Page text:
Russia bought one million ounces (31 tonnes) of gold after its invasion of Ukraine.
Following a pause in reporting, Russia shed some light on how much gold it purchased over the past year.
As of March 2023, Russia's central bank holds 74.9 million ounces of gold worth $135.6 billion. This is one million ounces more than the 73.9 million ounces reported in February 2022 - the last disclosure before the introduction of Western sanctions against Russia.
Russia's recent gold buying is considerably less than China's purchases. During the same one-year period, the People's Bank of China bought over 100 tonnes of gold.
Yet, Russia's 31 tonnes is still impressive, given that some analysts debated whether the country would be forced to sell some of its gold to cover its growing budget deficit.
Gold buying is an ongoing trend, with central banks worldwide buying the most gold on record in 2022, purchasing 1,136 tonnes, according to the World Gold Council.
In the spring of 2020, Russia briefly suspended its official gold purchases, citing strong domestic demand. Since then, purchases have resumed but at more moderate levels.
Looking at the overall changes in Russia's reserves between February 2022 and March 2023, total volume fell 8.9% to $574.247 billion. Total currency reserves decreased 11.9% to $438.683 billion, and gold reserves rose 2.5% to $135.564 billion. The share of gold in reserves rose to 23.6% from the 21% reported a year ago, the country's central bank said.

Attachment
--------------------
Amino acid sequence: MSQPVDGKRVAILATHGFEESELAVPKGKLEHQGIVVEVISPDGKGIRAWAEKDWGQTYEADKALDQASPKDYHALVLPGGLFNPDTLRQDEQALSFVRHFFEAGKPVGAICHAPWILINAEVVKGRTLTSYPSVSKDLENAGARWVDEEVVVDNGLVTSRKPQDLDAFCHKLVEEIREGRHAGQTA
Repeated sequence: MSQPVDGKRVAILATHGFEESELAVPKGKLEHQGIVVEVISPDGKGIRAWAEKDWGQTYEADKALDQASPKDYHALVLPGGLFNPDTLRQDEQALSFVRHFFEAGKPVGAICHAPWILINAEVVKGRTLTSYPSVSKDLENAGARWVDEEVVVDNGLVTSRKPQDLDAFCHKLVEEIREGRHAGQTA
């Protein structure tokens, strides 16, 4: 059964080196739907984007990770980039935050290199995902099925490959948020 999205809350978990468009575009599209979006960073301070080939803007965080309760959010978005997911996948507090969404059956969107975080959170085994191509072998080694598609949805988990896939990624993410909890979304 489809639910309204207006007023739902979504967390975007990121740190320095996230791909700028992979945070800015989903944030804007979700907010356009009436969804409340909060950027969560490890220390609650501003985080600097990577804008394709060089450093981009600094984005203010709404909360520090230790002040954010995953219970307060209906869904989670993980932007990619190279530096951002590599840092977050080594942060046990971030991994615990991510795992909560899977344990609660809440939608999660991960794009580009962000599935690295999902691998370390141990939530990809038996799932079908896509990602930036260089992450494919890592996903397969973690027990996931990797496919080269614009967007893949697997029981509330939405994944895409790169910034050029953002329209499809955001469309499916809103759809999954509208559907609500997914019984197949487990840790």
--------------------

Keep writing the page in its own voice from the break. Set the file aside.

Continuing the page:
The increase in the proportion of gold reserves is in line with the impact of Western sanctions, which limit Russia's ability to manage its foreign currency exchange reserves. Russia has also boosted its exposure to the Chinese yuan over the past year.
This week, Russia's central bank also announced new measures that make it more expensive for local commercial banks to hold liabilities in "unfriendly" currencies. This was done by increasing the reserve requirement for "unfriendly" currencies to 7.5% while cutting it for others to 5.5%.
"The Bank of Russia introduces differentiated required reserve ratios for liabilities in unfriendly states' currencies," the Bank said. "The goal of this is "to promote changes in the composition of credit institutions' foreign currency liabilities towards a higher proportion of friendly states' currencies, while maintaining the conditions for a further overall decrease in the share of foreign currencies on banks' balance sheets."
The rule comes into force on April 1, 2023.
Also, during Chinese leader Xi Jinping's visit to Moscow this week, Russian President Vladimir Putin said that he supports the use of the Chinese yuan to settle trade between Russia, Asia, Africa, and Latin America.
"Already two-thirds of the trade turnover between our countries is carried out in rubles and yuan. We are for the use of Chinese yuan in settlements between Russia and the countries of Asia, Africa, and Latin America," he said during a joint statement this week.
BDST: 1311 HRS, MAR 26, 2023